Re: Array range assignments and characters
Richard Maine wrote:
>> Yes, and neither to C or Fortran does it seem to matter much in the way
>> of transferring data as they both are just continuous storage of
>> character elements anyway.
> Well... not strictly necessarily.
Probably strictly right for all mentioned languages, i.e. the "not
necessarily" part. The only thing C and C++ require, is that if you
increment a pointer to a char by 1, it must point to the next character
in the array. Also sizeof(char) is exactly 1. So in an odd machine, then
maybe they contain som internal padding that probably isn't easily
> That's basically exactly what the special C interop provision ensures
> - that a string of length N is stored as a sequence of characters in
> the same way as an array of size N. [...] However, it
> is not required for all character kinds. Imagine multi-byte character
> sets with internal codes to switch subsets.
Regarding the multi-byte character stuff, a similar (but not exactly the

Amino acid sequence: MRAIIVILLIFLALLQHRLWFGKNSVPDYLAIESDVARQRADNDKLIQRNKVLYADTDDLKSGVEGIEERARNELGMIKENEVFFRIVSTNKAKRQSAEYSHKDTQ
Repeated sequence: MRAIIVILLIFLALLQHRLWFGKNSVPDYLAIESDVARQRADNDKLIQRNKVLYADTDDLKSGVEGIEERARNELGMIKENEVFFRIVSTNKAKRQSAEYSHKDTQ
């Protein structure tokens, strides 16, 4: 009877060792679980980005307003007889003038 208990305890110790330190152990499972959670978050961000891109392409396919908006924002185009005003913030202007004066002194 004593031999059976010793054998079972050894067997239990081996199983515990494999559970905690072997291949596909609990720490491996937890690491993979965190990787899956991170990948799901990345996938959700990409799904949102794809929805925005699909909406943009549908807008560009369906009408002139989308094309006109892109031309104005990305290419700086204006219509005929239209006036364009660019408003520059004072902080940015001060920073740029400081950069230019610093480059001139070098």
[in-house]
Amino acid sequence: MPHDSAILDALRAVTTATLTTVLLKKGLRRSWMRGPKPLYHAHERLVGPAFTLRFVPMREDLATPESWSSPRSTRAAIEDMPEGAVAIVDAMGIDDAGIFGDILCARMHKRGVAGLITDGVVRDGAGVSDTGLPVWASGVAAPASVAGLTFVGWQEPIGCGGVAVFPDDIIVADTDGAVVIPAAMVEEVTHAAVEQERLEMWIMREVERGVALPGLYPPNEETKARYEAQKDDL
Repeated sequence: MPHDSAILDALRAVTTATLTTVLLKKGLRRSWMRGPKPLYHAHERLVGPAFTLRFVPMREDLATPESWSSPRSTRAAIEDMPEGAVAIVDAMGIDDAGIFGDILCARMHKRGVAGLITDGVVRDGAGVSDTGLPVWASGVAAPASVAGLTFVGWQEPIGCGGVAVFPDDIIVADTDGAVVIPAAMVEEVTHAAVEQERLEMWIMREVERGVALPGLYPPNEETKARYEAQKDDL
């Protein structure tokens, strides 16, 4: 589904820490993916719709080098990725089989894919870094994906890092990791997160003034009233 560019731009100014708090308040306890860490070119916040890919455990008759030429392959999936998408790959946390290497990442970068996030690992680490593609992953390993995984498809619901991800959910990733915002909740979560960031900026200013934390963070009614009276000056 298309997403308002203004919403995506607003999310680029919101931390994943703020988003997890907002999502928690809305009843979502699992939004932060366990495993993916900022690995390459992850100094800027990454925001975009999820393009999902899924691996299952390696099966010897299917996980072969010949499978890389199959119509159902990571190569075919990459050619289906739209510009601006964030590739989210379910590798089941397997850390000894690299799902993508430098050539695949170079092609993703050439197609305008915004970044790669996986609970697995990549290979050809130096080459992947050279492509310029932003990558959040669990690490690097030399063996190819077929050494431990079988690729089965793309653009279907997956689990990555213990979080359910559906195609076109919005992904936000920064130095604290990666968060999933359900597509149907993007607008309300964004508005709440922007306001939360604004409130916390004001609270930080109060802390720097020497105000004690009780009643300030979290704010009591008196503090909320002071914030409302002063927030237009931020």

same) alternative is using 16-bit entities storing UTF16 (a subset of
UNICODE). C++ got the new type 'wchar_t' to handle such cases. I was
wondering what the equivalent in Fortran would be.
Since Fortran has the (brilliant) feature of actually being able to
specify the 'kind' (or size) along with the type specification in a
declaration, one is tempted to conclude that the solution is very direct
character(1)::asciitxt*32 ! for "old-fashioned" extended ASCII
character(2)::utf16txt*32 ! like wchar_t in C++
and the second would hold a string of 32 16-byte elements. However,
according to your previous answer in this thread, it isn't since the
'*32' part would override the '(2)' part.
Another attempt could then be:
but then we would be back to the annoyances with the array vs. string
handling that I originally had a problem with.